Pro-immigration reform activists protested on Tuesday in front of President Barack Obama's reelection campaign headquarters in Chicago and delivered 24,000 signatures demanding the end of the Secure Communities program, which has led to the deportation of hundreds of thousands of undocumented immigrants.

"Obama, we're not criminals but workers who demand respect," said Zoraida Avila at the sidewalk demonstration some 20 meters (yards) from the entrance to Two Prudential Plaza.

"It's not our fault that there are unsafe communities in this country," she added to applause and cheers from about 200 people who had gathered there for the event.

Earlier, the executive director of the National Alliance of Latin American and Caribbean Communities, Oscar Chacon, demanded "immediate executive action" from Obama to cancel the controversial program.

"Secure Communities doesn't contribute any tangible benefit to anyone, it has to disappear," he said.

"What makes the communities unsafe is the bad state of the economy," Chacon said, adding that the president should devote himself to creating good jobs.

Activists gathered first in front of the Chicago Cultural Center with signs reading - among other things - "Obama has deported more families than Bush" and "Enough, no more deportations," before marching two blocks along Michigan Avenue.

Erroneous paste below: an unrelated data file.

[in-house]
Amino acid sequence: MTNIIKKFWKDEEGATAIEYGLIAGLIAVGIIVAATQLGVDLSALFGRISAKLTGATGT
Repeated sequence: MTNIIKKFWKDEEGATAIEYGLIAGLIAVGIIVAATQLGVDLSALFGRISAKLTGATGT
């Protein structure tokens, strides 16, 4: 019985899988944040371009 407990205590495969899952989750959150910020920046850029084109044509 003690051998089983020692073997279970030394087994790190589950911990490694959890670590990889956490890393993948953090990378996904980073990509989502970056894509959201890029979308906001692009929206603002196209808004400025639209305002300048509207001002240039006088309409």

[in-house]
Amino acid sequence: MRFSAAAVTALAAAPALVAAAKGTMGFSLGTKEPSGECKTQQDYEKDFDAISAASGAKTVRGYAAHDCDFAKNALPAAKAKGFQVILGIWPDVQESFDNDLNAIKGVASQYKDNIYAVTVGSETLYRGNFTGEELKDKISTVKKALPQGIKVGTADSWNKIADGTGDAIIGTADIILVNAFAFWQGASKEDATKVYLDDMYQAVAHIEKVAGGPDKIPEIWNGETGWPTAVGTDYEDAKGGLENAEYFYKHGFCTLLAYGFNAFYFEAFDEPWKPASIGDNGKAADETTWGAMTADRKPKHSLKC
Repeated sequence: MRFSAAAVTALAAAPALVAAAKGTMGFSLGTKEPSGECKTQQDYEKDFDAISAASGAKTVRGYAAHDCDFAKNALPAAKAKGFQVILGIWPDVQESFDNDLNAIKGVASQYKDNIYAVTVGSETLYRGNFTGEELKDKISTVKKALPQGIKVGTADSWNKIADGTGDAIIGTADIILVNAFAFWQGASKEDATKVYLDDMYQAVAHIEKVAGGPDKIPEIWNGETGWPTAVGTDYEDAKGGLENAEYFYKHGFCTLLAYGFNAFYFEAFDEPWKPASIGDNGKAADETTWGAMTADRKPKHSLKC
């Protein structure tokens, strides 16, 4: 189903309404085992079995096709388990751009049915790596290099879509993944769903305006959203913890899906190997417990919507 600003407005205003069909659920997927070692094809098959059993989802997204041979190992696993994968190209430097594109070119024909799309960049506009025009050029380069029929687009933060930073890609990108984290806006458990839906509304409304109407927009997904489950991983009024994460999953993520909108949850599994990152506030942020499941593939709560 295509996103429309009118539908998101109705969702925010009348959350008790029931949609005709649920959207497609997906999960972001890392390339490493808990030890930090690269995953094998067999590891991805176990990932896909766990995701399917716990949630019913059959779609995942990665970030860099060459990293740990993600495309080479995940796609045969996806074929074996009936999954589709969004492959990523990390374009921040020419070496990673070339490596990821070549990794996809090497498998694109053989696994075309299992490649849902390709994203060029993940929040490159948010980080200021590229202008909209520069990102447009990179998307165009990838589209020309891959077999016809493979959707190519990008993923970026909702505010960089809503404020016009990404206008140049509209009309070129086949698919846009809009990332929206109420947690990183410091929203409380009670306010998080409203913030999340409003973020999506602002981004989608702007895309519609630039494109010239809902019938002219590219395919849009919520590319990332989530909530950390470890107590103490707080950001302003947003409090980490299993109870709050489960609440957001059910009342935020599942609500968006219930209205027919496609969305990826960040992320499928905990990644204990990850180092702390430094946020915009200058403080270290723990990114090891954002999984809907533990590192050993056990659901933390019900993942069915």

Before arriving at the Obama campaign HQ they were halted by the building's security guard.

Chacon and four other activists were given authorization to enter the building to deliver the petition on which signers had affirmed that "the decision to obligate all (states) to join Secure Communities is anti-democratic."

"Deporting innocents and breaking the trust between the police and immigrants will have a devastating effect on our communities," it added.

The Department of Homeland Security announced earlier this month that participation in S-COMM is obligatory, nullifying efforts by Illinois and other states to opt out of the program.

S-COMM requires local authorities to share with the federal government fingerprints and other biometric data taken from undocumented prisoners in local jails.

Like other activists at Tuesday's protests, Carlos Roa of Presente.org warned that Obama could lose the support of Latino voters in the 2012 election due to his lack of action.

Roa noted that during the 2008 campaign, Obama promised to get immigration reform under way during the first year of his mandate and that he would be "a friend to the Latino community."

More than 1 million undocumented immigrants have been deported since Obama took office in January 2009.

Illinois was one of the first states to cancel its participation in S-COMM, yet Immigration and Customs Enforcement on Wednesday in Chicago will hold a public audience to announce details of its expansion.

The Chicago rally was part of a "National Day of Action" that includes planned protests in Houston, Boston, Miami, Atlanta and Charlotte, North Carolina.